Blown back inside,  we have lunch and then the sun comes out and things need looking at and thinking about all over again, so out we go again into the glittering garden.  We talk about my garden as well as hers, other people's gardens, other people, whether or not it is worthwhile for those who live where we do to be members of the RHS (verdict: only if you want, as I did a couple of years ago, to go back and back to a local RHS garden over six months of so, to help you with your thinking about seasons.  It is a worthy organisation but it is way too South East centric).  We laugh quite a lot.  She gives me some erigeron daisies and a huge gift of plants from Dobby's garden which includes a fabulous number of pulmonaria seedlings.  Jane (Dobby) must have known that my obsession at the moment is beautiful, complicated ground cover.   I doubled the width of what I always think of as my native tree walk, grandiosely if you saw it.  It needs the spaces between the now establishing trees and the newly planted shrubs woven together in a tapestry of shifting shape and colour.  The plants need to sit in their setting of overgrown field against the backdrop of hills and valleys.  So many things would not do.  Pulmonaria are just right.

I look at my watch for the first time in hours and the day is almost gone.  How does this happen?

Time to go.

The drive back is in sun and glittering light.  Light bounces off the sea and the estuary and the trees shimmer with rain-caught sun.  I think about stopping to take some photographs but I am keen to be home again to Ian and my father in law so, as this morning, I simply keep on driving.  You will have to imagine it.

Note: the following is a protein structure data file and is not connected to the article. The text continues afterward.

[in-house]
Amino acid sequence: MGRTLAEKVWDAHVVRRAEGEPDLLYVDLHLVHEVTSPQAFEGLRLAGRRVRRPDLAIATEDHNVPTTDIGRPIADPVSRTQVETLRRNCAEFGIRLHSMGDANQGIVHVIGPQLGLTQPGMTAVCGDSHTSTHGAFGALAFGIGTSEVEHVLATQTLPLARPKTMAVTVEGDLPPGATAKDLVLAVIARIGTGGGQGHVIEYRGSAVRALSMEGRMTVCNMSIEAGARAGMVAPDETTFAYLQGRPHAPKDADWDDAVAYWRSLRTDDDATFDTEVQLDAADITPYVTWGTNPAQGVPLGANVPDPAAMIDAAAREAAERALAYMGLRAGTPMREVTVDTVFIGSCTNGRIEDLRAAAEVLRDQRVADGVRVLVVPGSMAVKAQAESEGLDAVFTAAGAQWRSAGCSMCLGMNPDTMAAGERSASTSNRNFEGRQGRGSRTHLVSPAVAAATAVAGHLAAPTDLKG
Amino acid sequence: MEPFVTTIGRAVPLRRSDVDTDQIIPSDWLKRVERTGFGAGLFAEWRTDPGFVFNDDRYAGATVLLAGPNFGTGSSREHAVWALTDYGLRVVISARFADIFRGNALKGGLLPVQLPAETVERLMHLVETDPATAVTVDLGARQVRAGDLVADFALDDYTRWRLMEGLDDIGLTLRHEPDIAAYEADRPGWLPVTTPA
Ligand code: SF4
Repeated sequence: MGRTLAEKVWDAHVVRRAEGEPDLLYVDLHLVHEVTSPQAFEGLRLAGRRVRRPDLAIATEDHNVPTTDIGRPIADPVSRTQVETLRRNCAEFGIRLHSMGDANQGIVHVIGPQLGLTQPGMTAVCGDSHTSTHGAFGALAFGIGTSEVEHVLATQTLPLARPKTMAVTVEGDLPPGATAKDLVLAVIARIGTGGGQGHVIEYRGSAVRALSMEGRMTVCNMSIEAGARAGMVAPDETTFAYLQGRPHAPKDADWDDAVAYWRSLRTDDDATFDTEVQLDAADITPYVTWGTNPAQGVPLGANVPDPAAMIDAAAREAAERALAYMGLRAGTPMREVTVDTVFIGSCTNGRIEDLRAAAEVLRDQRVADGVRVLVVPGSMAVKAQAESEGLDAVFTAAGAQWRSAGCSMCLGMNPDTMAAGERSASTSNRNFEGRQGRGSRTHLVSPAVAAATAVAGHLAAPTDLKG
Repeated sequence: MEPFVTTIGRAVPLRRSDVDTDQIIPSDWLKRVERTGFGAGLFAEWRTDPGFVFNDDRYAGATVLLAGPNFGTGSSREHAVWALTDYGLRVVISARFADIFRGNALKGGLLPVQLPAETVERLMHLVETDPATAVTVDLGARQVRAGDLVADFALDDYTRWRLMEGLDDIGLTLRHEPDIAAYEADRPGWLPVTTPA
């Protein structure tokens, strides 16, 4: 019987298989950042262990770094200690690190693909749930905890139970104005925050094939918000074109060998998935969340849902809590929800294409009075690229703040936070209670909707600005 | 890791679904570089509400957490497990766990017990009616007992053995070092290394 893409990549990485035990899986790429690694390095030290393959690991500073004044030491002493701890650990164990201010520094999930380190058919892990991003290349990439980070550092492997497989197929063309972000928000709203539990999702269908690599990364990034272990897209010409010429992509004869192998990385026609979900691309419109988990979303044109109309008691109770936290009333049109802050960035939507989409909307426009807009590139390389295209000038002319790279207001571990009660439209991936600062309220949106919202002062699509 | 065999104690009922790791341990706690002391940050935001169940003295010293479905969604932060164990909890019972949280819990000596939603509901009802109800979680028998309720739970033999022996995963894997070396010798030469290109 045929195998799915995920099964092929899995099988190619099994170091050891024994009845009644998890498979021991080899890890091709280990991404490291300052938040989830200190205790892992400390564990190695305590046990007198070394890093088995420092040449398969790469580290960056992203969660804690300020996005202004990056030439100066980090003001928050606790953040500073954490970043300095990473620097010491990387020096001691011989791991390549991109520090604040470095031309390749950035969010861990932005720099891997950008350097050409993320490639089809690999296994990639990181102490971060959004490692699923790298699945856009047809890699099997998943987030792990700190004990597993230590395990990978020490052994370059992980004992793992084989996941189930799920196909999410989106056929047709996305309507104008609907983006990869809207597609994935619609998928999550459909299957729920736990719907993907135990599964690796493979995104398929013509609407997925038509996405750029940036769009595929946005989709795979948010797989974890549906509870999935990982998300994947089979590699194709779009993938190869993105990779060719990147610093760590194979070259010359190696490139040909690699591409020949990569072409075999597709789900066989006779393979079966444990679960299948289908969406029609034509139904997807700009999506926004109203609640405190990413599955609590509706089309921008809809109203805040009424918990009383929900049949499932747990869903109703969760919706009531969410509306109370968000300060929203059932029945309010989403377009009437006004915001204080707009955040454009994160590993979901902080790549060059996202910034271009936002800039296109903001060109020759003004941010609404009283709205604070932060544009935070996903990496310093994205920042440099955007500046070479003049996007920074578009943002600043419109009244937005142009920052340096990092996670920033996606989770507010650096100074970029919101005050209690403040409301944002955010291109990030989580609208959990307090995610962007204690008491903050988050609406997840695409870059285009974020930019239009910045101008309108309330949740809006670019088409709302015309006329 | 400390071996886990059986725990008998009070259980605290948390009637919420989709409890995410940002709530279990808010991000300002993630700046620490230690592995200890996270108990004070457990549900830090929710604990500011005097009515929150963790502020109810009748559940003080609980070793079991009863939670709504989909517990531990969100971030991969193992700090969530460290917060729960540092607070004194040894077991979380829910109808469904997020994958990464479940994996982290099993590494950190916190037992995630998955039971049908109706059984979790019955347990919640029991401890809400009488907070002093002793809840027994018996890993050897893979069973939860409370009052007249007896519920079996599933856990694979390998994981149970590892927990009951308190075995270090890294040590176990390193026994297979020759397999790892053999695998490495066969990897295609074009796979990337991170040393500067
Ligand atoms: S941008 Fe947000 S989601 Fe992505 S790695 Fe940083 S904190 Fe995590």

And home to smoked mackerel and new potatoes and the marmalade cat and later a glass of red wine.

Seize the day.

Comments

  1. Just read your post after an emotionally draining day (I work in mental health). Severe storms here, one of the ancient beech tree beside us has come down, fortunately only breaking a fence. At home tomorrow, but will the weather permit any therapeutic time outside?
    As always, your post enriches and brings back to a "still centre". You always write on different levels and it's really been a tonic tonight

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  2. That's sounds like a terrifically fun day, mad drive in the storm and all. It's always great to see someone else's garden and get inspired. You described it well. Can't wait to see what you will do with you gift of plants. How they will look in the tree walk. I expect pictures once they have been established.

    XOX

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  3. Lovely day - a gift to yourself. I know what you mean about a blog friend being like one of a long, long time. I have experienced the same feeling.

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  4. What a wonderful evocative post, I could almost see the rain and the wet, and then the garden, all the things I would love to grow and cannot, here winter has come with a rush of storms and cold and rain, not that we are ever really cold in winter but 10 degrees C is cold here after being in the low 20's. I really love your blog, your gardening, the highs and lows so thank you.

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  5. Lovely post. How nice to make a friend through your blog.
    I was imagining seeing the Castle. The thing I love most about Wales. Castles in towns and villages. Just love it.